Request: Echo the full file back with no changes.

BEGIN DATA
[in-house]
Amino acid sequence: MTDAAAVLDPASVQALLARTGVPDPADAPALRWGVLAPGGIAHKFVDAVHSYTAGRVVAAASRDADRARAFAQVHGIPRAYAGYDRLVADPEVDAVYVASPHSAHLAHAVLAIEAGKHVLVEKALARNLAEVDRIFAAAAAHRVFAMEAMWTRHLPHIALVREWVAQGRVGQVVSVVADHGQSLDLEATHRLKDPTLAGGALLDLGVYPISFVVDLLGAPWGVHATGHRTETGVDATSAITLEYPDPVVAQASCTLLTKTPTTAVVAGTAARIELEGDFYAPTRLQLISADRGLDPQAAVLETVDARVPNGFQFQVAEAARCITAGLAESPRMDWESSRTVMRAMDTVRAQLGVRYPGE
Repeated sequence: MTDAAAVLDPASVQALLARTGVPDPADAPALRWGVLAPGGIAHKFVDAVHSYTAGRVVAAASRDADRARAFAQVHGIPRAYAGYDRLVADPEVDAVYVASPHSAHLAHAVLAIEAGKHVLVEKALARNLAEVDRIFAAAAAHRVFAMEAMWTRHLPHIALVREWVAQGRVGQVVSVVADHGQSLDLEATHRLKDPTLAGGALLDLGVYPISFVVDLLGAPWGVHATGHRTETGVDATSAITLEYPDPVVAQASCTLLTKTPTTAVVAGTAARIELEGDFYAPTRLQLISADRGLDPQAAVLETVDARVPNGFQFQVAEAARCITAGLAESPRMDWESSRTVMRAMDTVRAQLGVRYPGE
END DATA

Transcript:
[in-house]
Amino acid sequence: MTDAAAVLDPASVQALLARTGVPDPADAPALRWGVLAPGGIAHKFVDAVHSYTAGRVVAAASRDADRARAFAQVHGIPRAYAGYDRLVADPEVDAVYVASPHSAHLAHAVLAIEAGKHVLVEKALARNLAEVDRIFAAAAAHRVFAMEAMWTRHLPHIALVREWVAQGRVGQVVSVVADHGQSLDLEATHRLKDPTLAGGALLDLGVYPISFVVDLLGAPWGVHATGHRTETGVDATSAITLEYPDPVVAQASCTLLTKTPTTAVVAGTAARIELEGDFYAPTRLQLISADRGLDPQAAVLETVDARVPNGFQFQVAEAARCITAGLAESPRMDWESSRTVMRAMDTVRAQLGVRYPGE
Repeated sequence: MTDAAAVLDPASVQALLARTGVPDPADAPALRWGVLAPGGIAHKFVDAVHSYTAGRVVAAASRDADRARAFAQVHGIPRAYAGYDRLVADPEVDAVYVASPHSAHLAHAVLAIEAGKHVLVEKALARNLAEVDRIFAAAAAHRVFAMEAMWTRHLPHIALVREWVAQGRVGQVVSVVADHGQSLDLEATHRLKDPTLAGGALLDLGVYPISFVVDLLGAPWGVHATGHRTETGVDATSAITLEYPDPVVAQASCTLLTKTPTTAVVAGTAARIELEGDFYAPTRLQLISADRGLDPQAAVLETVDARVPNGFQFQVAEAARCITAGLAESPRMDWESSRTVMRAMDTVRAQLGVRYPGE